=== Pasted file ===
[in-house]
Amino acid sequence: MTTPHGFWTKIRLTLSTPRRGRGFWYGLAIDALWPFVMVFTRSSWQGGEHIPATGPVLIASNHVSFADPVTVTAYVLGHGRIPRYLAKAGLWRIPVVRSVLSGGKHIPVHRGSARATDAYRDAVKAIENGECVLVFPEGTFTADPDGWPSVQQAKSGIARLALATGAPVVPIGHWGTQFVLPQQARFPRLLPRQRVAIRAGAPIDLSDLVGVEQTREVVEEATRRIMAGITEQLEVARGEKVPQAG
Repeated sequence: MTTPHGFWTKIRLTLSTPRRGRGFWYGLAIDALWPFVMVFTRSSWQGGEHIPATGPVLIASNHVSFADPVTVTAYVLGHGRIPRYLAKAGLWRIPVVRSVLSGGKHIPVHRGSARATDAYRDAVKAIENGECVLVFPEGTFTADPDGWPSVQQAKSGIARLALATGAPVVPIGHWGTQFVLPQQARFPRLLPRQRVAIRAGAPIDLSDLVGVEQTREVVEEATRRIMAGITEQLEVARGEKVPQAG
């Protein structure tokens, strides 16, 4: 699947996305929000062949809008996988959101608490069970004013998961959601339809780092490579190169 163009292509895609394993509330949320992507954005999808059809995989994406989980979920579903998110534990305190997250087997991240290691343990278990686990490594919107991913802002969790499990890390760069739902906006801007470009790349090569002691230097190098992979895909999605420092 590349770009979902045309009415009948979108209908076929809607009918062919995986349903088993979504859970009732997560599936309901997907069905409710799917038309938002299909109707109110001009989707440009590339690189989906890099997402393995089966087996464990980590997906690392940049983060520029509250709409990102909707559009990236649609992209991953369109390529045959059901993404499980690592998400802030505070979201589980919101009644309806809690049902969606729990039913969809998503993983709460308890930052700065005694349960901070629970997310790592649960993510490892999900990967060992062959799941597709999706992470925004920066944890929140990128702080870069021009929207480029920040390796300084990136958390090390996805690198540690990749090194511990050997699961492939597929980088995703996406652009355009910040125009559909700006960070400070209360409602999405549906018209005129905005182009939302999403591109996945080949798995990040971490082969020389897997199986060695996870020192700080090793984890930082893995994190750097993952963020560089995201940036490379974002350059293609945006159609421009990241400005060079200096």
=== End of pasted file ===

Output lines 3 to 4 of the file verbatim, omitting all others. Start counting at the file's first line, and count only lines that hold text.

Repeated sequence: MTTPHGFWTKIRLTLSTPRRGRGFWYGLAIDALWPFVMVFTRSSWQGGEHIPATGPVLIASNHVSFADPVTVTAYVLGHGRIPRYLAKAGLWRIPVVRSVLSGGKHIPVHRGSARATDAYRDAVKAIENGECVLVFPEGTFTADPDGWPSVQQAKSGIARLALATGAPVVPIGHWGTQFVLPQQARFPRLLPRQRVAIRAGAPIDLSDLVGVEQTREVVEEATRRIMAGITEQLEVARGEKVPQAG
């Protein structure tokens, strides 16, 4: 699947996305929000062949809008996988959101608490069970004013998961959601339809780092490579190169 163009292509895609394993509330949320992507954005999808059809995989994406989980979920579903998110534990305190997250087997991240290691343990278990686990490594919107991913802002969790499990890390760069739902906006801007470009790349090569002691230097190098992979895909999605420092 590349770009979902045309009415009948979108209908076929809607009918062919995986349903088993979504859970009732997560599936309901997907069905409710799917038309938002299909109707109110001009989707440009590339690189989906890099997402393995089966087996464990980590997906690392940049983060520029509250709409990102909707559009990236649609992209991953369109390529045959059901993404499980690592998400802030505070979201589980919101009644309806809690049902969606729990039913969809998503993983709460308890930052700065005694349960901070629970997310790592649960993510490892999900990967060992062959799941597709999706992470925004920066944890929140990128702080870069021009929207480029920040390796300084990136958390090390996805690198540690990749090194511990050997699961492939597929980088995703996406652009355009910040125009559909700006960070400070209360409602999405549906018209005129905005182009939302999403591109996945080949798995990040971490082969020389897997199986060695996870020192700080090793984890930082893995994190750097993952963020560089995201940036490379974002350059293609945006159609421009990241400005060079200096």